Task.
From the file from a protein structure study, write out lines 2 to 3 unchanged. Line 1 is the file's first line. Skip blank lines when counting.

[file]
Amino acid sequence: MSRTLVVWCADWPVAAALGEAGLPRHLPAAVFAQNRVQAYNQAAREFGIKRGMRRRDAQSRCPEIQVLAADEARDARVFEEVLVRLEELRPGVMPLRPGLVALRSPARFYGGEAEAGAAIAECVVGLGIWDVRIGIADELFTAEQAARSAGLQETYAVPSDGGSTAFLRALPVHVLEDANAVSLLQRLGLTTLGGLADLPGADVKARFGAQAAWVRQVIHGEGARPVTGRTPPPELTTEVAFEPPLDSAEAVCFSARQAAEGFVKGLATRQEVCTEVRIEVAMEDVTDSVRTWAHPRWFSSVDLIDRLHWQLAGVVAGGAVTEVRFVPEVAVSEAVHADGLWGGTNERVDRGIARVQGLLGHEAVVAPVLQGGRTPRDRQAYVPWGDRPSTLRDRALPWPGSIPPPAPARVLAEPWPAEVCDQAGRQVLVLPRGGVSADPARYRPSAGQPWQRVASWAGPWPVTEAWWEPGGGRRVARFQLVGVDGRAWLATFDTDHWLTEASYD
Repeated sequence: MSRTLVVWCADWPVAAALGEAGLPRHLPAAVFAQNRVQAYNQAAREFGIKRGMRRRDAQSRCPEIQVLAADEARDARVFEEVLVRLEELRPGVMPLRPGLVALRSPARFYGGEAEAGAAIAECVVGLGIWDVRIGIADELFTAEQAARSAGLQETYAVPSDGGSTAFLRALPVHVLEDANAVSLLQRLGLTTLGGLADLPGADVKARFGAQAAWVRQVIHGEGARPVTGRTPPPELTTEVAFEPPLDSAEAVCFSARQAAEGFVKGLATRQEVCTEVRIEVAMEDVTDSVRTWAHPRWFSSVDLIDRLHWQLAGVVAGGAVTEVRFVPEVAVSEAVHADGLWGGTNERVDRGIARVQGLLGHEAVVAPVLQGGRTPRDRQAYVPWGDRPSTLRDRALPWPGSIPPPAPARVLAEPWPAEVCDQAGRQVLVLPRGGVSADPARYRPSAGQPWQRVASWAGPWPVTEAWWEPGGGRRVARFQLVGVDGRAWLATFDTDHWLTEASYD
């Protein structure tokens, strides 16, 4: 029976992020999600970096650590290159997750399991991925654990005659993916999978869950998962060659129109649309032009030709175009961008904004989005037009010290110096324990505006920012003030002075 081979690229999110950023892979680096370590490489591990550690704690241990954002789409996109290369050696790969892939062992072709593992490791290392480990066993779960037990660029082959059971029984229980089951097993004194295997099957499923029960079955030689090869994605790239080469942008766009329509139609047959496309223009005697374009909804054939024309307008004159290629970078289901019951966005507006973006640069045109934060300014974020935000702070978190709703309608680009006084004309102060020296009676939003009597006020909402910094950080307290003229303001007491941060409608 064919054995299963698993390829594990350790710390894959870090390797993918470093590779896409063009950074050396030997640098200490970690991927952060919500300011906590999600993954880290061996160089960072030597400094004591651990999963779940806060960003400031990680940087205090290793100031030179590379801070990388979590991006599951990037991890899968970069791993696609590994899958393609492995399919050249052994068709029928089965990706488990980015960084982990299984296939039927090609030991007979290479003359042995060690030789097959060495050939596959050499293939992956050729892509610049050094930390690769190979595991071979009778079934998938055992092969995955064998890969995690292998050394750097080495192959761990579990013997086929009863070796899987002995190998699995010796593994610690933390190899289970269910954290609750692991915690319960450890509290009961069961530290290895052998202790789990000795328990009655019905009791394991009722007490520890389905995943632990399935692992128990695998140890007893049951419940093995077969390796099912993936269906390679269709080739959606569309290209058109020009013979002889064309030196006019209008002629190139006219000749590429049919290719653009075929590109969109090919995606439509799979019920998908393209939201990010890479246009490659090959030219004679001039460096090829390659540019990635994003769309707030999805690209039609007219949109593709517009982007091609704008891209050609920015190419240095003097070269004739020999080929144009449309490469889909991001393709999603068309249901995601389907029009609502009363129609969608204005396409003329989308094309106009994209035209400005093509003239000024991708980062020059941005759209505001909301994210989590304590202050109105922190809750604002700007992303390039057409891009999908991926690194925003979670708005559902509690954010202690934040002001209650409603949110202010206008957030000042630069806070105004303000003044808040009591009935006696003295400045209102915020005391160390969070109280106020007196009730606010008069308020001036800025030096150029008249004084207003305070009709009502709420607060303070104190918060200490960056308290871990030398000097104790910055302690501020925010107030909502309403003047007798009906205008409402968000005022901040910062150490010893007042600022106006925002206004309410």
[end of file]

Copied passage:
Repeated sequence: MSRTLVVWCADWPVAAALGEAGLPRHLPAAVFAQNRVQAYNQAAREFGIKRGMRRRDAQSRCPEIQVLAADEARDARVFEEVLVRLEELRPGVMPLRPGLVALRSPARFYGGEAEAGAAIAECVVGLGIWDVRIGIADELFTAEQAARSAGLQETYAVPSDGGSTAFLRALPVHVLEDANAVSLLQRLGLTTLGGLADLPGADVKARFGAQAAWVRQVIHGEGARPVTGRTPPPELTTEVAFEPPLDSAEAVCFSARQAAEGFVKGLATRQEVCTEVRIEVAMEDVTDSVRTWAHPRWFSSVDLIDRLHWQLAGVVAGGAVTEVRFVPEVAVSEAVHADGLWGGTNERVDRGIARVQGLLGHEAVVAPVLQGGRTPRDRQAYVPWGDRPSTLRDRALPWPGSIPPPAPARVLAEPWPAEVCDQAGRQVLVLPRGGVSADPARYRPSAGQPWQRVASWAGPWPVTEAWWEPGGGRRVARFQLVGVDGRAWLATFDTDHWLTEASYD
């Protein structure tokens, strides 16, 4: 029976992020999600970096650590290159997750399991991925654990005659993916999978869950998962060659129109649309032009030709175009961008904004989005037009010290110096324990505006920012003030002075 081979690229999110950023892979680096370590490489591990550690704690241990954002789409996109290369050696790969892939062992072709593992490791290392480990066993779960037990660029082959059971029984229980089951097993004194295997099957499923029960079955030689090869994605790239080469942008766009329509139609047959496309223009005697374009909804054939024309307008004159290629970078289901019951966005507006973006640069045109934060300014974020935000702070978190709703309608680009006084004309102060020296009676939003009597006020909402910094950080307290003229303001007491941060409608 064919054995299963698993390829594990350790710390894959870090390797993918470093590779896409063009950074050396030997640098200490970690991927952060919500300011906590999600993954880290061996160089960072030597400094004591651990999963779940806060960003400031990680940087205090290793100031030179590379801070990388979590991006599951990037991890899968970069791993696609590994899958393609492995399919050249052994068709029928089965990706488990980015960084982990299984296939039927090609030991007979290479003359042995060690030789097959060495050939596959050499293939992956050729892509610049050094930390690769190979595991071979009778079934998938055992092969995955064998890969995690292998050394750097080495192959761990579990013997086929009863070796899987002995190998699995010796593994610690933390190899289970269910954290609750692991915690319960450890509290009961069961530290290895052998202790789990000795328990009655019905009791394991009722007490520890389905995943632990399935692992128990695998140890007893049951419940093995077969390796099912993936269906390679269709080739959606569309290209058109020009013979002889064309030196006019209008002629190139006219000749590429049919290719653009075929590109969109090919995606439509799979019920998908393209939201990010890479246009490659090959030219004679001039460096090829390659540019990635994003769309707030999805690209039609007219949109593709517009982007091609704008891209050609920015190419240095003097070269004739020999080929144009449309490469889909991001393709999603068309249901995601389907029009609502009363129609969608204005396409003329989308094309106009994209035209400005093509003239000024991708980062020059941005759209505001909301994210989590304590202050109105922190809750604002700007992303390039057409891009999908991926690194925003979670708005559902509690954010202690934040002001209650409603949110202010206008957030000042630069806070105004303000003044808040009591009935006696003295400045209102915020005391160390969070109280106020007196009730606010008069308020001036800025030096150029008249004084207003305070009709009502709420607060303070104190918060200490960056308290871990030398000097104790910055302690501020925010107030909502309403003047007798009906205008409402968000005022901040910062150490010893007042600022106006925002206004309410």